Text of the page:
Brutally honest: Scottish Brutalism website from University of Strathclyde

The threat of demolition looming large over increasing numbers of Brutalist buildings has inadvertently thrust the style back into the public conscience. There was even a feature on The One Show last night… Down the road at University of Strathclyde, planners are still refusing to rule out demolition of its famous architecture building while in England, Preston Council’s bid to block Preston Bus Station being granted listed heritage status rumbles on.

Brutalist architecture has courted controversy since its inception in 1950s Britain. Simultaneously held up as an affordable solution for public buildings and cheap housing and as an urban decay problem, the buildings have, over the decades, weathered the critics little better than the elements. As more beleaguered buildings are condemned to demolition, efforts are being stepped up to conserve the architecture style’s heritage.

Enter research student Ross Brown who has launched the website scotbrut.co.uk to accompany the Scottish Brutalism project at the University of Strathclyde. The site is modestly being billed as a work in progress, downplaying the extremely useful and well-researched content on offer. The aim is to illustrate the quality and variety of the architecture style around Glasgow and the west region of Scotland through the continuous mapping, documenting and archiving of prime examples. There are a number of high-quality images of the Strathclyde campus and the Charing Cross area, as well as an article by Brown on Glasgow School of Art’s former Newbery Tower. Our top tip would be to check the links to other sites, which lists Robert Proctor and Ambrose Gillick’s project-blog on Roman Catholic Architecture in Britain, and the illustrated online database of Gillespie, Kidd & Coia images. The fact that many of these sites have direct relevance to the Brutalist style, is in itself, evidence of growing popular interest.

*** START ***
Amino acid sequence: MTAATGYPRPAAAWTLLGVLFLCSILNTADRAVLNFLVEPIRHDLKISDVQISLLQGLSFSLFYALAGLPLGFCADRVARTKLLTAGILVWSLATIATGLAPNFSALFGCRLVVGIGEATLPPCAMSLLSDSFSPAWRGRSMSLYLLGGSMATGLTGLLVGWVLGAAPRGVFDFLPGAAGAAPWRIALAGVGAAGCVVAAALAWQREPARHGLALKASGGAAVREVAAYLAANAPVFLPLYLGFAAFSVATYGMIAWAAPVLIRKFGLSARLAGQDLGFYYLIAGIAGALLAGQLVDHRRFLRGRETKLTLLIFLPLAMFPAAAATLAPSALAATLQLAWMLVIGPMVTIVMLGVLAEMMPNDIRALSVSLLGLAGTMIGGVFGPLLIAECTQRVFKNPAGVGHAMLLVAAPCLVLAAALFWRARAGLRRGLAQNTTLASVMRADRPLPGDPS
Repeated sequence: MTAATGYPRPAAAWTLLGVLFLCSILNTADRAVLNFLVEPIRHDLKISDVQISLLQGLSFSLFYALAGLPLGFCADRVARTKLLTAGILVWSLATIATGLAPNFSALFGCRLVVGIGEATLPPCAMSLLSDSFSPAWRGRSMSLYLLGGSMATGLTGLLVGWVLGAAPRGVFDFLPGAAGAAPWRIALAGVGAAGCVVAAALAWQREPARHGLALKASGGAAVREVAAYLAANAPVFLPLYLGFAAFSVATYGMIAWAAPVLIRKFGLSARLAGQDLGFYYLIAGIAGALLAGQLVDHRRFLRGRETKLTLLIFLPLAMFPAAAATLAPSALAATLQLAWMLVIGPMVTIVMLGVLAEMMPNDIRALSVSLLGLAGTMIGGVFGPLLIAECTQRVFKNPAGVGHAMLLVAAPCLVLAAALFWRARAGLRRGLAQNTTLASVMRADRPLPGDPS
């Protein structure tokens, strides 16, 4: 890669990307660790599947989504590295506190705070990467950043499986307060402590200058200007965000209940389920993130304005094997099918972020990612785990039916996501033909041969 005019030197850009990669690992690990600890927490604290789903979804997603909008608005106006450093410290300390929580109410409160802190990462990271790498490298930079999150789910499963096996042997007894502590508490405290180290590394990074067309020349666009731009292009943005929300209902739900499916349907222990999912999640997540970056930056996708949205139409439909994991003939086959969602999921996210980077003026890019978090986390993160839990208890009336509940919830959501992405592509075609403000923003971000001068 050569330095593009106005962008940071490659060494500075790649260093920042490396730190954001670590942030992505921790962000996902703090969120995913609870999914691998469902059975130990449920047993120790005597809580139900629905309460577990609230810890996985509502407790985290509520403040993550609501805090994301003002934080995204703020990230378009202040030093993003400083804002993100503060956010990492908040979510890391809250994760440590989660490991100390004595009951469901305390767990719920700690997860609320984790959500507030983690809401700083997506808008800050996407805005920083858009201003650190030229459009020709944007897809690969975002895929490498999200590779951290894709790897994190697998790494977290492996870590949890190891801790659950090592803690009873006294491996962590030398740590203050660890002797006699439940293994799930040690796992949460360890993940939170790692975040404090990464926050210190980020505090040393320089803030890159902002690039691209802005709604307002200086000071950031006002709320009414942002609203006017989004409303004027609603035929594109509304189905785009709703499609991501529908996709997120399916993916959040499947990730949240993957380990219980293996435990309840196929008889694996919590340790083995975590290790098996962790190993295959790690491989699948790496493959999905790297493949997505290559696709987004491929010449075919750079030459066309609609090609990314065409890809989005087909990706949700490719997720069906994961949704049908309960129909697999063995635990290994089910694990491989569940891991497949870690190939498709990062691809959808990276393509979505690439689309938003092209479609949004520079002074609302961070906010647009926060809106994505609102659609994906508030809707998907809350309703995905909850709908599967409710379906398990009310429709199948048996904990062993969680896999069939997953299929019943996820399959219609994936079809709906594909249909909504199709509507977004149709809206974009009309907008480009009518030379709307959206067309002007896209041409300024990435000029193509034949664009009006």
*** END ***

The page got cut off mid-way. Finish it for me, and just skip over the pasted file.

To be alerted to new posts from the scotbrut.co.uk website, follow @scotbrut on Twitter, or join the mailing list.

This post was reblogged from the excellent GSA Library Architectural Resources blog

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Archives and Collections user case studies

CAD drawing of Gillespie, Kidd & Coia's St Bride's Church, East Kilbride, by Ambrose Gillick

CAD drawing of Gillespie, Kidd & Coia’s St Bride’s Church, East Kilbride, by Ambrose Gillick

We’ve recently added some case studies to our website about how various types of researchers have used Glasgow School of Art’s Archives and Collections Centre.

East-west elevation of the Mackintosh Building, Charles Rennie Mackintosh, 1897

East-west elevation of the Mackintosh Building, Charles Rennie Mackintosh, 1897

So far these include information about how, for example, Ambrose Gillick, an architectural researcher, has used the Gillespie, Kidd & Coia archive in his work on the project Roman Catholic Church Architecture in Britain 1955-1975, and about how designer Gabriella DiTano of Risotto Studio (who we’ve blogged about previously) used our photograph collection as the basis for a commissioned piece of work using her celebrated risograph print technique.

Gabriella Marcella DiTano

Gabriella Marcella DiTano

There’s also some information about how architectural historian Joseph Sharples has been using the institutional archives in his work on the Mackintosh Architecture: Context, Making and Meaning project, and some feedback from Phil Palmer, a researcher with a personal interest in the artist Maurice Greiffenhagen, who was a tutor at the Glasgow School of Art at the beginning of the 20th century.

GSA_NMC014 Washerwomen, by Maurice Greiffenhagen

GSA_NMC014 Washerwomen, by Maurice Greiffenhagen

Visit the Case Studies section of our website for more information, we plan to add more examples very soon.

Contact us if you would like to use our archives and collections for your own research, be it family history, academic, educational, commercial or for creative practice.